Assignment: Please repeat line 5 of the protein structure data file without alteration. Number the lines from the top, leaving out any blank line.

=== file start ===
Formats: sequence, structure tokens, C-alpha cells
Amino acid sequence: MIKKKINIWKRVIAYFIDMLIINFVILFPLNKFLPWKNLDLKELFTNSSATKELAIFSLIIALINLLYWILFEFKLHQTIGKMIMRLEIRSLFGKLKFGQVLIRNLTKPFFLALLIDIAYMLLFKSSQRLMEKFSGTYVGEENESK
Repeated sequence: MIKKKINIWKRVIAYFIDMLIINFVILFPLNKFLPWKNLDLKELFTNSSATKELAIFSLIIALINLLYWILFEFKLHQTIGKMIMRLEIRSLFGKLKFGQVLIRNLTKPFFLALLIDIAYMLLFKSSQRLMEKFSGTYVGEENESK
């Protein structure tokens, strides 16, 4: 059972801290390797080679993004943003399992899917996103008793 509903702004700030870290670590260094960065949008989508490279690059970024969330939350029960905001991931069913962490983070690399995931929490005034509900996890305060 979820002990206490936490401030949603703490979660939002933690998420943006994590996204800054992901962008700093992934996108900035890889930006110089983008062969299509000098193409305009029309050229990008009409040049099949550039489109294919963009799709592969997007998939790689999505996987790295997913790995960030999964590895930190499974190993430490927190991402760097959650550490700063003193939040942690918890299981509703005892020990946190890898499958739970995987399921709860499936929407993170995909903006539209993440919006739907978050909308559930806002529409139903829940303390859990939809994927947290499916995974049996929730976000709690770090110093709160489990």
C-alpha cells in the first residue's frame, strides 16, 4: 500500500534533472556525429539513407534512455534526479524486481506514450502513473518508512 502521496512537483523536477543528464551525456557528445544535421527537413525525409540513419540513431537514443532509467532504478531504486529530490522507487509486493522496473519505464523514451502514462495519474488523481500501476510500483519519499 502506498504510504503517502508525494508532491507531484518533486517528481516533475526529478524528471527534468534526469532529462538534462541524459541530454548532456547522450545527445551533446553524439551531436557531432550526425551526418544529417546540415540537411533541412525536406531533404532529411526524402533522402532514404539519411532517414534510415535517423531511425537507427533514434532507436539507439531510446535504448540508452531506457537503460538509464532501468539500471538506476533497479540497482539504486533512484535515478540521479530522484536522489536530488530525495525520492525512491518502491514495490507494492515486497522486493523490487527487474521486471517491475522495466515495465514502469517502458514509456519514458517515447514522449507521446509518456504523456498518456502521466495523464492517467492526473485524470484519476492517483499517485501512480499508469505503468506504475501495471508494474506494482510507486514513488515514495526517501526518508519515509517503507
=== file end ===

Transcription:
C-alpha cells in the first residue's frame, strides 16, 4: 500500500534533472556525429539513407534512455534526479524486481506514450502513473518508512 502521496512537483523536477543528464551525456557528445544535421527537413525525409540513419540513431537514443532509467532504478531504486529530490522507487509486493522496473519505464523514451502514462495519474488523481500501476510500483519519499 502506498504510504503517502508525494508532491507531484518533486517528481516533475526529478524528471527534468534526469532529462538534462541524459541530454548532456547522450545527445551533446553524439551531436557531432550526425551526418544529417546540415540537411533541412525536406531533404532529411526524402533522402532514404539519411532517414534510415535517423531511425537507427533514434532507436539507439531510446535504448540508452531506457537503460538509464532501468539500471538506476533497479540497482539504486533512484535515478540521479530522484536522489536530488530525495525520492525512491518502491514495490507494492515486497522486493523490487527487474521486471517491475522495466515495465514502469517502458514509456519514458517515447514522449507521446509518456504523456498518456502521466495523464492517467492526473485524470484519476492517483499517485501512480499508469505503468506504475501495471508494474506494482510507486514513488515514495526517501526518508519515509517503507